One of the earliest writings to attempt to cover Mustalah comprehensively, using standard (i.e. generally-accepted) terminology, was the work by al-Ramahurmuzi (d. 360). The next major contribution was Ma’rifah ‘Ulum al-Hadith by al- Hakim (d. 405), which covered fifty classifications of Hadith, but still left some points untouched; Abu Nu’aim al-Isbahani (d. 430) completed some of the missing parts to this work. After that came Al-Kifayah fi ‘Ilm al- Riwayah of al-Khatib al-Baghdadi (d. 463) and another work on the manner of teaching and studying Hadith; later scholars were considered to be greatly indebted to al-Khatib’s work.
After further contributions by Qadi ‘Iyad al- Yahsubi (d. 544) and Abu Hafs al-Mayanji (d. 580) among others, came the work which, although modest in size, was so comprehensive in its excellent treatment of the subject that it came to be the standard reference for thousands of scholars and students of Hadith to come, over many centuries until the present day: ‘Ulum al- Hadith of Abu ‘Amr ‘Uthman Ibn al-Salah (d. 643), commonly known as Muqaddimah Ibn al-Salah, compiled while he taught in the Dar al-Hadith of several cities in Syria. Some of the numerous later works based on that of Ibn al-Salah are:
|An abridgement of Muqaddimah, Al-Irshad by al- Nawawi (d. 676), which he later summarised in his Taqrib; al-Suyuti (d. 911) compiled a valuable commentary on the latter entitled Tadrib al-Rawi.|
|Ikhtisar ‘Ulum al-Hadith of Ibn Kathir (d. 774), Al-Khulasah of al-Tibi (d. 743), Al- Minhal of Badr al-Din b. Jama’ah (d. 733), Al- Muqni’ of Ibn al-Mulaqqin (d. 802) and Mahasin al-Istilah of al-Balqini (d. 805), all of which are abridgements of Muqaddimah Ibn al- Salah.|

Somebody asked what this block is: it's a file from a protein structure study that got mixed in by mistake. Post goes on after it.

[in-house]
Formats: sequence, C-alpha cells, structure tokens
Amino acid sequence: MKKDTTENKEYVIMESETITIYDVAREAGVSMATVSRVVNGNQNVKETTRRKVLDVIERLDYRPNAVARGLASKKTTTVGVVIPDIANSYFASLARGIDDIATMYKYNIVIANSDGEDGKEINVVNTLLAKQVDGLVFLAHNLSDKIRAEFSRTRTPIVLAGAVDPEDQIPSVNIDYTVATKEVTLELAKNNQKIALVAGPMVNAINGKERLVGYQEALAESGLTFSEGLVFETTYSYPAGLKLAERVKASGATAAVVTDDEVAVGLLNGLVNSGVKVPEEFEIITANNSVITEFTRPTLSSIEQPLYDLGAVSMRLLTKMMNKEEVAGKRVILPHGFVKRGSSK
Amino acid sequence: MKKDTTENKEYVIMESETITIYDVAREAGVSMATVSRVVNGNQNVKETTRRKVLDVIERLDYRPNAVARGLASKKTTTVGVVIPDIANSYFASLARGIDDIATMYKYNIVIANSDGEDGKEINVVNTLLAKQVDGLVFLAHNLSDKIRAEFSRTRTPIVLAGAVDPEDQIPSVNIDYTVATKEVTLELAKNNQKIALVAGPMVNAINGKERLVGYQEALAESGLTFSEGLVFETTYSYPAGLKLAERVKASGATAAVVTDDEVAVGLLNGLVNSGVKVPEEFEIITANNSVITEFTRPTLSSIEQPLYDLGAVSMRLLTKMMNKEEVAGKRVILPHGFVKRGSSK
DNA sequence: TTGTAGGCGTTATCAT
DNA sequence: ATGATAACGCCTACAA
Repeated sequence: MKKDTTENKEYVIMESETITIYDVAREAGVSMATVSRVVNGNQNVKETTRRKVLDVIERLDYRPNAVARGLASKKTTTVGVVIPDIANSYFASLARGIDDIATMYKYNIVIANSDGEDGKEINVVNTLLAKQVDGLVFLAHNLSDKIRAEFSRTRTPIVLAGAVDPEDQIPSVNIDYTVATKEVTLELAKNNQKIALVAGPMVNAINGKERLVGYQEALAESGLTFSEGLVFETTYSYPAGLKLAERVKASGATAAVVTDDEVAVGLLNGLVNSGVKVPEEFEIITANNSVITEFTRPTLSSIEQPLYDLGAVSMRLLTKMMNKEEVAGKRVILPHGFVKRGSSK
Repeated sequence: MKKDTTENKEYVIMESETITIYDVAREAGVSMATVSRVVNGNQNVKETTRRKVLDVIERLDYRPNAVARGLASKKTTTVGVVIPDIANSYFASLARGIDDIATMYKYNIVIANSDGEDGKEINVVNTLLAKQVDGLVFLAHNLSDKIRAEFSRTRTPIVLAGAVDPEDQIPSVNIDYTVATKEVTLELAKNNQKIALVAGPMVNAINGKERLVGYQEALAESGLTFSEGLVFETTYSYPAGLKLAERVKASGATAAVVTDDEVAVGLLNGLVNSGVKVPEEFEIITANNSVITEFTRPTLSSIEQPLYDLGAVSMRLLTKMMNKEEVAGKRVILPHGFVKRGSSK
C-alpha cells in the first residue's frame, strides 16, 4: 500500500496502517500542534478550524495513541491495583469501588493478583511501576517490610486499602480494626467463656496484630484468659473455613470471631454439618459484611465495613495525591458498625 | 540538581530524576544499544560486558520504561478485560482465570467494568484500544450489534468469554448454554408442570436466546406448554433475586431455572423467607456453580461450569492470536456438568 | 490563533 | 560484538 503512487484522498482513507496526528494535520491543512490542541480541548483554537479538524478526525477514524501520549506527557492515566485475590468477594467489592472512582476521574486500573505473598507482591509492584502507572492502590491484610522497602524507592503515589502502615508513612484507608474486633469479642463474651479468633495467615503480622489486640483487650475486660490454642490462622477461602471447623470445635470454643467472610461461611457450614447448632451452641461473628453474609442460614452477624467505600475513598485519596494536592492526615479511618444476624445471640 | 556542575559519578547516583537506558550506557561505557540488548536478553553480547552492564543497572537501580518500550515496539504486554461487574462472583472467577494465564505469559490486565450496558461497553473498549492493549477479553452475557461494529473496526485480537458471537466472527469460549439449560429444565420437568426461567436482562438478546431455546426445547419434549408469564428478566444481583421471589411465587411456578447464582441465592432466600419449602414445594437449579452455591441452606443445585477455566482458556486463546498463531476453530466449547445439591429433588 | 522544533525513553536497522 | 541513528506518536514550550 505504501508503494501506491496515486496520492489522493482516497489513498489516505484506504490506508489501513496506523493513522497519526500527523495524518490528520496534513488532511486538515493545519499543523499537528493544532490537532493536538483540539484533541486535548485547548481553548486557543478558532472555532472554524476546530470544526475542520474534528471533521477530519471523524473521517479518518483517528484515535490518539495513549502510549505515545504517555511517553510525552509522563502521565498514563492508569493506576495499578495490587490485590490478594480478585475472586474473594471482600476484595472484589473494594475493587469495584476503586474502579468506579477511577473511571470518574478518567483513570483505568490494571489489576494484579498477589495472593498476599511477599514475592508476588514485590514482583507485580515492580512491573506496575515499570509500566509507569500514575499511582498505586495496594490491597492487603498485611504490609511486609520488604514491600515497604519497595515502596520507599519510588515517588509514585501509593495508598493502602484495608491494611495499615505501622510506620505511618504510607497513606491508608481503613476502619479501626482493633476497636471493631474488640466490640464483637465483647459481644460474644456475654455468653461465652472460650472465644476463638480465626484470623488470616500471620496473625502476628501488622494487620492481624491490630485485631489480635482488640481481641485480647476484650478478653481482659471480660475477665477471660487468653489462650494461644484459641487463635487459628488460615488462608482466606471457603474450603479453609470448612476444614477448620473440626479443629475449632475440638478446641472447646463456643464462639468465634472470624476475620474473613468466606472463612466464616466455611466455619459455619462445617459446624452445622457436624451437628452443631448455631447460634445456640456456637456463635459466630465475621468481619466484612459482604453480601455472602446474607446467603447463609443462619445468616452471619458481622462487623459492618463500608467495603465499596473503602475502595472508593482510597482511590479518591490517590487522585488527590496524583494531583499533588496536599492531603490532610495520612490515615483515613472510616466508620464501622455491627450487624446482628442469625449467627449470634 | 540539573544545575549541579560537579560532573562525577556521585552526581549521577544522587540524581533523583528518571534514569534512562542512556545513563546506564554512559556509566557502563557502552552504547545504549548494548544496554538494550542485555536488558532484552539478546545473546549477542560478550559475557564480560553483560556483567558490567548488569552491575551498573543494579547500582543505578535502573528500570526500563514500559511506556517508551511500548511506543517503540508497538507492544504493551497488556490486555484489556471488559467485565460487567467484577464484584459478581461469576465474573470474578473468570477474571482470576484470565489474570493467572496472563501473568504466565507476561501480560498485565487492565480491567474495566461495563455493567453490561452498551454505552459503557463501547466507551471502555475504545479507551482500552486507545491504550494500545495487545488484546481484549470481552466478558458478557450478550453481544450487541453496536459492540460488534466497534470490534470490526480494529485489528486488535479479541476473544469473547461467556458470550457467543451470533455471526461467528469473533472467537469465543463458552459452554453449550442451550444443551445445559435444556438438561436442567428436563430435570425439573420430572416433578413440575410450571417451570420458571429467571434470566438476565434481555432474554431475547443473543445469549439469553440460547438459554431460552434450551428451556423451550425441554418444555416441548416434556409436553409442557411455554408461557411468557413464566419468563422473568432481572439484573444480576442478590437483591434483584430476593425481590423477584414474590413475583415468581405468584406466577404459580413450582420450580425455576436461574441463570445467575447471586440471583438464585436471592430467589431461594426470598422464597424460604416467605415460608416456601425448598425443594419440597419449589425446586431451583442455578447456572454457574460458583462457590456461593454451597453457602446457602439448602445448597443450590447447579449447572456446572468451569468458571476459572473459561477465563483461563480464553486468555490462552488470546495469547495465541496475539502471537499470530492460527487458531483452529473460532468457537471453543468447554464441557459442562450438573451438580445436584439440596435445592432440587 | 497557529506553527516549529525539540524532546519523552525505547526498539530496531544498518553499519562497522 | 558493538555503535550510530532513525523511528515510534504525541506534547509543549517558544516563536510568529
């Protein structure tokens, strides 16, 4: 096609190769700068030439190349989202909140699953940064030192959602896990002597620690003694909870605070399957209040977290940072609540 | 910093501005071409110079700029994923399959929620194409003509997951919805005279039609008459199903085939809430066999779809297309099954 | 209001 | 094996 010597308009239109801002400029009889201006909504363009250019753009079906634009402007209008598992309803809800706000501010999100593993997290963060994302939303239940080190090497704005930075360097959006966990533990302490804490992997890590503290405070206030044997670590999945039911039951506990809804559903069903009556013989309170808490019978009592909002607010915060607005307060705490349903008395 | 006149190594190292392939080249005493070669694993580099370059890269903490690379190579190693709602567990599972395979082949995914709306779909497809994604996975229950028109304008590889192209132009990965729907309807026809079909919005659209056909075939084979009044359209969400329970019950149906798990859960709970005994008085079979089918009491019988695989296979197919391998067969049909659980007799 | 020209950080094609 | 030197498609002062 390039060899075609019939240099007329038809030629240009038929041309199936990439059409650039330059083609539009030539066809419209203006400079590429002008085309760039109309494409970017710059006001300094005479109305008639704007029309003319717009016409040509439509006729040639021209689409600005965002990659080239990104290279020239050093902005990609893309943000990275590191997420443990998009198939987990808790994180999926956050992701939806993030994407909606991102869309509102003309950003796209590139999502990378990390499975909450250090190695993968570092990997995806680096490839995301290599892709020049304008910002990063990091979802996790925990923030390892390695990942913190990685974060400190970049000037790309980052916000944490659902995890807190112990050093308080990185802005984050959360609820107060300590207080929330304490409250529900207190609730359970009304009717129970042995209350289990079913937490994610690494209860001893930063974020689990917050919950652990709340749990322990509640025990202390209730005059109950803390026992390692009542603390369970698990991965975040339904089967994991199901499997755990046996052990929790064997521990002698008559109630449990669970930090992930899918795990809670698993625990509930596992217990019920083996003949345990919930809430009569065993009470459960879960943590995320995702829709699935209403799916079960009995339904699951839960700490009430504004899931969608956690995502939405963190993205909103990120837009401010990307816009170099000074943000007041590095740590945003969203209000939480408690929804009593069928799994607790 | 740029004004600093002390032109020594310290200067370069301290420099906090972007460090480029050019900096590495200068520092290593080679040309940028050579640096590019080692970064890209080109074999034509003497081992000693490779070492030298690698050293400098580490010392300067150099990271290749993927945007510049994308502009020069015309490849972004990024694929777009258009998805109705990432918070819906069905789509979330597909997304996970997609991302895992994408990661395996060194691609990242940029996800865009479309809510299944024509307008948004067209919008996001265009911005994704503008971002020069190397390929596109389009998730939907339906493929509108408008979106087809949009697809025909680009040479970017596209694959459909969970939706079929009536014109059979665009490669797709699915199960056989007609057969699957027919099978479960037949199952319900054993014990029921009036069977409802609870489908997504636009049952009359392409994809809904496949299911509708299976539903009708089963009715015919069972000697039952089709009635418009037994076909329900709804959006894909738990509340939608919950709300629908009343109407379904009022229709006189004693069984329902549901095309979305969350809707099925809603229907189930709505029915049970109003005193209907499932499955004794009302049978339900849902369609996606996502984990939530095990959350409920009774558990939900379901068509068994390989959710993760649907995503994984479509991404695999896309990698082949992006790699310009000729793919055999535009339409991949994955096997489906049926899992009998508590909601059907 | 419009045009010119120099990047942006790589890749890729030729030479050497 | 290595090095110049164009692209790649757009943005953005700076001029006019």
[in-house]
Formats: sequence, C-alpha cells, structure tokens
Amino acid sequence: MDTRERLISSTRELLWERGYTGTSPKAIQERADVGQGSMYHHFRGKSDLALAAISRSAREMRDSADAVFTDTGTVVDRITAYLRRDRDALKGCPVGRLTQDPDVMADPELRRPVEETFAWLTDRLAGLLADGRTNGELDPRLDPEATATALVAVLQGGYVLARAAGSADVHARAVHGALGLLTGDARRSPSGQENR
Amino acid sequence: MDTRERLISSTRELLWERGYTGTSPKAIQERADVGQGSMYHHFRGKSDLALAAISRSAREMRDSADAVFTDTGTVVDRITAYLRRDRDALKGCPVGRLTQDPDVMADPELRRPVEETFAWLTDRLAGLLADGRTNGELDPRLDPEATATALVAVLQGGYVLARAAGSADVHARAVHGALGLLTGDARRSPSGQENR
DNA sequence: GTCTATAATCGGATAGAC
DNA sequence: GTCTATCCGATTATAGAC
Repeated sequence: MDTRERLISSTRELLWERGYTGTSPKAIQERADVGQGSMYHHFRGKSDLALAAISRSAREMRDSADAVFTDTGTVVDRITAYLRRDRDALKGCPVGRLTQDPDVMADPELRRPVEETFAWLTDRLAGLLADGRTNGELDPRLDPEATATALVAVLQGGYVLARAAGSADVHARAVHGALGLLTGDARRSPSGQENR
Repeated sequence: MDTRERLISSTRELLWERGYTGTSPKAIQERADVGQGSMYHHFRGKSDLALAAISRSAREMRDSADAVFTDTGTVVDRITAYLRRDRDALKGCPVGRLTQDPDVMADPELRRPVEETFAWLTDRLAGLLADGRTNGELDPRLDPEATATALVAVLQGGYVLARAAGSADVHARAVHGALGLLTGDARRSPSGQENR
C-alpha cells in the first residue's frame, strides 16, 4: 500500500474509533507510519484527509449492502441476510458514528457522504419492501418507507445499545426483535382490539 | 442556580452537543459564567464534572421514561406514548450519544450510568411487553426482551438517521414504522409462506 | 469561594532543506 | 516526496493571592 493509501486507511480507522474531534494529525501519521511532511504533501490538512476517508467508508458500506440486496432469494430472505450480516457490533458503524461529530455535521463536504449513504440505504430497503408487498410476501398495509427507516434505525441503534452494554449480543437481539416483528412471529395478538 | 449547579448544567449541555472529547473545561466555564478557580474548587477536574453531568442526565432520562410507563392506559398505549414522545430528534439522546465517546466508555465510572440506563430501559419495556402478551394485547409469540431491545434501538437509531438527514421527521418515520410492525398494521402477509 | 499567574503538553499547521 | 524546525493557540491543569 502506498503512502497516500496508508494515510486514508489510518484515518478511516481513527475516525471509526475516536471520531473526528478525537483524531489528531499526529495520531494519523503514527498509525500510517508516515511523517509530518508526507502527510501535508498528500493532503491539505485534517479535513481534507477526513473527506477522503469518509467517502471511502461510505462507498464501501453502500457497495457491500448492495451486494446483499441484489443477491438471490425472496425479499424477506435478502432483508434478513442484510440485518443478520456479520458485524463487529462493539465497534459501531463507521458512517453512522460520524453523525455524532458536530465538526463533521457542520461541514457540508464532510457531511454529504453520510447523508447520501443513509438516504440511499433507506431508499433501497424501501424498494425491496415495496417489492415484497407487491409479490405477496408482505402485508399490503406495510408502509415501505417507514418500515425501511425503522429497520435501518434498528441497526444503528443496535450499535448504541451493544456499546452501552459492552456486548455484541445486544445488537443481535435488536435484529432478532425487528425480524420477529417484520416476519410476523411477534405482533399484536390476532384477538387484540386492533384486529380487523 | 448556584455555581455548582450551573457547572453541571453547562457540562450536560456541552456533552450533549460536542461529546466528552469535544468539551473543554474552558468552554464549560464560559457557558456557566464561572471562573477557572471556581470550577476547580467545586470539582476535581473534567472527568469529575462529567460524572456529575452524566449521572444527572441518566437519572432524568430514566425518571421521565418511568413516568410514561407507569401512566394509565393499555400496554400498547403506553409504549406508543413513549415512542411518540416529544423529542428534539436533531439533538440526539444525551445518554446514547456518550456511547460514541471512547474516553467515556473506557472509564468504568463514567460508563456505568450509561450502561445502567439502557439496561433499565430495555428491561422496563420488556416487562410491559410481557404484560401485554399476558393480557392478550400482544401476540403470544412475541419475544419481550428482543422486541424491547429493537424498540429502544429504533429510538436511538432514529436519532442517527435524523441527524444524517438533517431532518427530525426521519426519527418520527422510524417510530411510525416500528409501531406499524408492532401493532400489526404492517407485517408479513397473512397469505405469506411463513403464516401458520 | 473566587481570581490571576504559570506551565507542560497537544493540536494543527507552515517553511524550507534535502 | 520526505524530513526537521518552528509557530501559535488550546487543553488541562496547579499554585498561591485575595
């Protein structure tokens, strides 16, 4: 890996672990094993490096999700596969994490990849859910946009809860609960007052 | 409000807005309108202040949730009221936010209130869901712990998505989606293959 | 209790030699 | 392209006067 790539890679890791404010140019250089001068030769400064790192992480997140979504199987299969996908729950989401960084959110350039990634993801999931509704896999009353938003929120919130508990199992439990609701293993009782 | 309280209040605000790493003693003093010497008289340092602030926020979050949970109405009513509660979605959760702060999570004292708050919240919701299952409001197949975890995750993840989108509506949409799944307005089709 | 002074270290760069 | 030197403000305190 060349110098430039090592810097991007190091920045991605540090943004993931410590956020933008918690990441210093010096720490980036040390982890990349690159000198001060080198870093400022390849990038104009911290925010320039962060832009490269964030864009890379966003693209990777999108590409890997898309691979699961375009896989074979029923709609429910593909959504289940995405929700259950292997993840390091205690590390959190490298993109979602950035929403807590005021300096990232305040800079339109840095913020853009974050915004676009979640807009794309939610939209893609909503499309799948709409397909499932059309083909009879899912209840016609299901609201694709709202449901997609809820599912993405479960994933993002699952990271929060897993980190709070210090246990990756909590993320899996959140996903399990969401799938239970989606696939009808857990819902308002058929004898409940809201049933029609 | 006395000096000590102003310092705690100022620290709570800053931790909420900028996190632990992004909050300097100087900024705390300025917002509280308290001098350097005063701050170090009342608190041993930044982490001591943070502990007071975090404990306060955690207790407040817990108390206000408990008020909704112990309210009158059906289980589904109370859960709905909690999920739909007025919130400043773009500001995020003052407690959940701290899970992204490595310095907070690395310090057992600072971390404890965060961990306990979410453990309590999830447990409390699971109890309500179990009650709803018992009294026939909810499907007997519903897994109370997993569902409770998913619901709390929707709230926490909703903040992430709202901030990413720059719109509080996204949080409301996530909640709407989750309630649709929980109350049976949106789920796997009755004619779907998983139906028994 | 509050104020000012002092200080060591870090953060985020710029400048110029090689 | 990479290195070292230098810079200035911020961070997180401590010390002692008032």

|Al-Nukat of al-Zarkashi (d. 794), Al-Taqyid wa ‘l-Idah of al-‘Iraqi (d. 806) and Al-Nukat of Ibn Hajar al-‘Asqalani (d. 852), all of which are further notes on the points made by Ibn al- Salah.|
|Alfiyyah al-Hadith of al-‘Iraqi, a rewriting of Muqaddimah in the form of a lengthy poem, which became the subject of several commentaries, including two (one long, one short) by the author himself, Fath al-Mughith of al-Sakhawi (d. 903), Qatar al-Durar of al- Suyuti and Fath al-Baqi of Shaykh Zakariyyah al-Ansari (d. 928).|
Other notable treatises on Mustalah include:
|Al-Iqtirah of Ibn Daqiq al-‘Id (d. 702). Tanqih al-Anzar of Muhammad b. Ibrahim al- Wazir (d. 840), the subject of a commentary by al-Amir al-San’ani (d. 1182).|
|Nukhbah al-Fikr of Ibn Hajar al-‘Asqalani, again the subject of several commentaries, including one by the author himself, one by his son Muhammad, and those of ‘Ali al-Qari (d. 1014), ‘Abd al-Ra’uf al-Munawi (d. 1031) and Muhammad b. ‘Abd al-Hadi al-Sindi (d. 1138). Among those who rephrased the Nukhbah in poetic form are al-Tufi (d. 893) and al- Amir al-San’ani.|
|Alfiyyah al-Hadith of al-Suyuti, the most comprehensive poetic work in the field. Al-Manzumah of al-Baiquni, which was expanded upon by, amongst others, al-Zurqani (d. 1122) and Nawab Siddiq Hasan Khan (d. 1307). Qawa’id al-Tahdith of Jamal al-Din al-Qasimi (d. 1332).|
|Taujih al-Nazar of Tahir al-Jaza’iri (d. 1338), a summary of al-Hakim’s Ma’rifah.|